When it comes to credentials, I'm a little biased, but I would say the gold standard for financial planning is the certified financial planner designation which just so happens to be something that both Ross and I have -- the CFP designation. We had to take six classes, pass them and take a test.

Anderson: I think it's seven classes now.

Brokamp: Is it now?

Anderson: Yes, it's gone up.

Southwick: When you say it like that, though, it doesn't make it sound that hard.

Anderson: Well...

Southwick: Could you make it sound a little harder? "We had to take seven whole classes and pass a test!"

Brokamp: Well, I don't know about your test, but when I took the test it had a 55% pass rate.

Southwick: There we go.

Brokamp: There we go. Does that sound a little better?

Southwick: Yes, thank you!

Anderson: It's a 10-hour national board exam, basically; at least when I did it, and they've shortened the exam time, now, too. No, it was a brutal experience.

Brokamp: Right. If you are looking for investment expertise, you'll often see the CFA. That's the gold standard there. That's really tough. That's three tests. That is a tough designation. Neither of them I would say are necessary, but what they indicate is that it's someone who has taken the time to learn as much as possible about their profession and take their profession very seriously.

A couple of things I'll point out, though. Make sure when you find someone to do a little background check. You can look up something called BrokerCheck and see if anyone filed any complaints against someone. If someone's been in the business for a long time, they probably do have a few complaints. What you want to see is how it was resolved.

And if they say they have a designation, make sure they actually have the designation and when I say this, I bring up a recent Huffington Post article by Casey Bond. It asked the question, "Who is Patricia Russell, CFP?" She's mentioned in many articles. Quoted all over the internet. It turns out that after Casey Bond looked into this, this person doesn't exist.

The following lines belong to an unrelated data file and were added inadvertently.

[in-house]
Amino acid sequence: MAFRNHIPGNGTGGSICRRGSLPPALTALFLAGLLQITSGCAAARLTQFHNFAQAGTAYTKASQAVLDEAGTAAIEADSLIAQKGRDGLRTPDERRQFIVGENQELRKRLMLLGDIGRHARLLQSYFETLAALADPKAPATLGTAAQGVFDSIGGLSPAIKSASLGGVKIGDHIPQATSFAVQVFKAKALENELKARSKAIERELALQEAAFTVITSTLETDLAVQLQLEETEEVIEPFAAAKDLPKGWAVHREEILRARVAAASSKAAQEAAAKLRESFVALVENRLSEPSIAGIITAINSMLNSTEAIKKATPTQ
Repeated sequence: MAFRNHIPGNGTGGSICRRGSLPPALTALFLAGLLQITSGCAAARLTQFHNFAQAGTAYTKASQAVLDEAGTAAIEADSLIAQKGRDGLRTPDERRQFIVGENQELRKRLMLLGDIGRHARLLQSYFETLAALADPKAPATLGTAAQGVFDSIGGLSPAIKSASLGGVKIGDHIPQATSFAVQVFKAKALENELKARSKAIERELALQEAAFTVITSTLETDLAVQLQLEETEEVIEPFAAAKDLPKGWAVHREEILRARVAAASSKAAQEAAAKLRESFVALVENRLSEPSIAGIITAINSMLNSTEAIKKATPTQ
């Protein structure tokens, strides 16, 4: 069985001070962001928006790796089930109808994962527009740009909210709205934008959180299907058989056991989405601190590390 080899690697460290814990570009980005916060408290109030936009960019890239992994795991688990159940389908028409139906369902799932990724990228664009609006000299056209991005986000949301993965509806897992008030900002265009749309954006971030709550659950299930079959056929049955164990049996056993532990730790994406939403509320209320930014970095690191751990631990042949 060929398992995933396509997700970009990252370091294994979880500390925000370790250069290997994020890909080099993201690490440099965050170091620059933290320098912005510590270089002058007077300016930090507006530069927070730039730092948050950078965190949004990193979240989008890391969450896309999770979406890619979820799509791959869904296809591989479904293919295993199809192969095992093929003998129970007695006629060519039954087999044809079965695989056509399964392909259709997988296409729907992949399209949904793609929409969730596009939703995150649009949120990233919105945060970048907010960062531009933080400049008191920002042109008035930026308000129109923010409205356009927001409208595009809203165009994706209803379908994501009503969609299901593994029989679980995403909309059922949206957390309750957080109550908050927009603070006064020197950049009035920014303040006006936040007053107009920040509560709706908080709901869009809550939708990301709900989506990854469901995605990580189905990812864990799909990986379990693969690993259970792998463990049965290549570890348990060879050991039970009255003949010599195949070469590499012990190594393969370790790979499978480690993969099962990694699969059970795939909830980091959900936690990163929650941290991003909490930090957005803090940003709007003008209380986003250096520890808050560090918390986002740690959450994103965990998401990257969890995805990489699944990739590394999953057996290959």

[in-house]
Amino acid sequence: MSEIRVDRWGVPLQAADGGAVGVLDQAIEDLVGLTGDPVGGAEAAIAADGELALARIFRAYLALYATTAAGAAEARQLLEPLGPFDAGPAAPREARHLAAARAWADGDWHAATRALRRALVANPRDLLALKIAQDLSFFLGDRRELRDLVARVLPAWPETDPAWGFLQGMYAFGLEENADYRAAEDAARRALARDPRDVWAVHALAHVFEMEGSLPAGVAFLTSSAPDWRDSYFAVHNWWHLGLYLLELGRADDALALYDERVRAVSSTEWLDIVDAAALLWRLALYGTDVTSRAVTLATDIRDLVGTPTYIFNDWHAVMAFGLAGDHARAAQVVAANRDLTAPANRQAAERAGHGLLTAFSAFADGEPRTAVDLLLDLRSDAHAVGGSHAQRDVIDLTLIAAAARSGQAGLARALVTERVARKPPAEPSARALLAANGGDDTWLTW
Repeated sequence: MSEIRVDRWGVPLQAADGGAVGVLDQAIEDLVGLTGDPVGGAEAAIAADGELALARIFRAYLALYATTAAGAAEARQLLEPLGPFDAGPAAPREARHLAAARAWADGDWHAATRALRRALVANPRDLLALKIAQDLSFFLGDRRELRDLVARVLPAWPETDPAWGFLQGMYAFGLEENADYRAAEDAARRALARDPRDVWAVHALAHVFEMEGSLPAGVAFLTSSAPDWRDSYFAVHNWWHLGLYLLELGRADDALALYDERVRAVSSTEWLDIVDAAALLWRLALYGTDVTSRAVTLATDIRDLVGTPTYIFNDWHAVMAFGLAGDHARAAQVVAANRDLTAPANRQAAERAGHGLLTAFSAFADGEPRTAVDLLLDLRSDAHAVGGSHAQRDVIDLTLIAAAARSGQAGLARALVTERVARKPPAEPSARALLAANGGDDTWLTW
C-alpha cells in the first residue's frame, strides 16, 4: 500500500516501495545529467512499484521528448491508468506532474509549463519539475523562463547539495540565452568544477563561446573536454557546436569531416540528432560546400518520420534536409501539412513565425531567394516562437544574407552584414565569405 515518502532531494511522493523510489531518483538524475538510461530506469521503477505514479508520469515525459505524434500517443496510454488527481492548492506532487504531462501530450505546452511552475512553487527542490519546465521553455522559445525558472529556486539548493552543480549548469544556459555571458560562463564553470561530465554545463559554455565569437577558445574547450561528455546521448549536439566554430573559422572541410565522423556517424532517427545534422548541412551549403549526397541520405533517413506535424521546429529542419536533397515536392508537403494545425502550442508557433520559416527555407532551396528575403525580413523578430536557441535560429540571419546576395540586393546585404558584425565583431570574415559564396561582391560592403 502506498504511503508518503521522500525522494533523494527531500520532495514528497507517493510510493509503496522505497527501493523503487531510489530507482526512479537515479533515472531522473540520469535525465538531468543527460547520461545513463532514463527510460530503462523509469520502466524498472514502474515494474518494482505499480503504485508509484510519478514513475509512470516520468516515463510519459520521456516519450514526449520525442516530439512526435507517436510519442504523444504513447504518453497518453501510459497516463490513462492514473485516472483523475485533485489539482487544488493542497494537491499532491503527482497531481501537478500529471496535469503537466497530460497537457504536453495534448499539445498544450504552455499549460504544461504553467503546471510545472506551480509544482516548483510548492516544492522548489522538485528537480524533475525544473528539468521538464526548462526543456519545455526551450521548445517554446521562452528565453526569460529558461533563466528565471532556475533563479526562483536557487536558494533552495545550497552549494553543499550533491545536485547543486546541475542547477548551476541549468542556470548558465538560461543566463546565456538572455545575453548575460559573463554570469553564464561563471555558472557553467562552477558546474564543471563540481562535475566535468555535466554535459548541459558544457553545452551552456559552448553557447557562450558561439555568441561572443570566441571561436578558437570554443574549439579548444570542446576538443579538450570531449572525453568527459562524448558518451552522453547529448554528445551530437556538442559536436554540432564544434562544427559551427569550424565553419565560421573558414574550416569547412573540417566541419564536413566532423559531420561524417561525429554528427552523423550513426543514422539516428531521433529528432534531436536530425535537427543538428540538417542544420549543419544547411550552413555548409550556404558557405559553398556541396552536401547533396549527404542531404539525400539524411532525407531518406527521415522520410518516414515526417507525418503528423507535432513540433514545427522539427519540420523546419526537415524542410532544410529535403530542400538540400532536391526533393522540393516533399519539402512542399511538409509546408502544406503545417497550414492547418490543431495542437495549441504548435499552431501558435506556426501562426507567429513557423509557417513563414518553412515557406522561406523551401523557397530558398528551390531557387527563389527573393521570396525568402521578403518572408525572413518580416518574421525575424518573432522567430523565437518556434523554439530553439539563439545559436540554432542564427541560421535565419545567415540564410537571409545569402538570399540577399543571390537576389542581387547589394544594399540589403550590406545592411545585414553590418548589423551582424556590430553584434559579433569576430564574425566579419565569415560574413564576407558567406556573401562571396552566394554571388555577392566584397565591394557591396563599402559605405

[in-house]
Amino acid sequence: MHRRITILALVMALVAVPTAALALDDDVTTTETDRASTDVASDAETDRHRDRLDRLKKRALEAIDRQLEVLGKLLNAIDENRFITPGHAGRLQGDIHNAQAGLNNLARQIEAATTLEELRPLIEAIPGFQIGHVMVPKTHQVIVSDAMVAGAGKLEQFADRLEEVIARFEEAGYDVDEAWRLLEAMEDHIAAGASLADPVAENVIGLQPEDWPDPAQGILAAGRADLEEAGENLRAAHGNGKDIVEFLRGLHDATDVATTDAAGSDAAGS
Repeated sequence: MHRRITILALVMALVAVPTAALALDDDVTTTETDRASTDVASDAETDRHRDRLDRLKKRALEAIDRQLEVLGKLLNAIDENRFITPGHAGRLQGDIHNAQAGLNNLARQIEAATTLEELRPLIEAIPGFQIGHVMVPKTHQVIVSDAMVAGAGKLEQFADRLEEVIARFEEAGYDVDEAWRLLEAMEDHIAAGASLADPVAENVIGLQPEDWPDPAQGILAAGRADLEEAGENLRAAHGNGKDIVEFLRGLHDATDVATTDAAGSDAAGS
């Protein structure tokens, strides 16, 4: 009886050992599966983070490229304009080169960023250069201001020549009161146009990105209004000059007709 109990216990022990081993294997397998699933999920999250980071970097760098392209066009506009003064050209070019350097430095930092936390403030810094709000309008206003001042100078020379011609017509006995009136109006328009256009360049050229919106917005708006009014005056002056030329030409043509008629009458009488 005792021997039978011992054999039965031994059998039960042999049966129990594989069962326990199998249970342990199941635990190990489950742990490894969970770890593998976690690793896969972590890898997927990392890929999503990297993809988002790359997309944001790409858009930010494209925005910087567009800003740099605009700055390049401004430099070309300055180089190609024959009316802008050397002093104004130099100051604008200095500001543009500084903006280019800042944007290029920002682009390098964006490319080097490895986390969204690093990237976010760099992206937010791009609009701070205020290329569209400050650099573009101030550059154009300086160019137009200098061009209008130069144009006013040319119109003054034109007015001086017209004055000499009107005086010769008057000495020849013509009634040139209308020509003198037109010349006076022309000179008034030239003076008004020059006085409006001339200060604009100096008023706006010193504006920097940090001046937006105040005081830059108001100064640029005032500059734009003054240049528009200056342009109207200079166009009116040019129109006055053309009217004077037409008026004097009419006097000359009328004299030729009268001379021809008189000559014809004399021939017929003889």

So not only is this person not a CFP practitioner, it's not even this person's real name. If you look on her LinkedIn page, it says she went to MIT and Oxford. It's a pseudonym. It seems to me, based on what I read in the article is it's just a front to send people to this credit repair company.

So as you come across someone, do a background check and don't take everything they say for granted.

Anderson: The other place to look is the SEC's website. It's AdviserInfo.sec.gov and "advisor" is with an "er." I think we still disagree in the industry on how to spell advisor, but that's the investment advisor public disclosure search, because somebody like myself is a registered investment advisor. I'm not a broker. I used to be. I used to have that brokerage license, but FINRA BrokerCheck would say I'm not registered, even though I'm still licensed through the SEC.

Brokamp: I'm going to add here that if you go to the CFP website and look up my name on Find a Planner, you're not going to find my name because I don't offer any services. There's another site where you go just to verify, and both Ross and I are on both of those. You're also in Find a Planner, by the way. Just so you know in case anyone checks up that Bro is a big liar.

Rick Engdahl: Maybe you need to take another test.

Anderson: Yeah.

Brokamp: Could be.

Anderson: Can't wait!

Ross Anderson is an employee of Motley Fool Wealth Management, a separate, sister company of The Motley Fool, LLC. The information provided is intended to be educational only, and should not be construed as individualized advice. For individualized advice, please consult a financial professional. The Motley Fool has a disclosure policy.

The views and opinions expressed herein are the views and opinions of the author and do not necessarily reflect those of Nasdaq, Inc.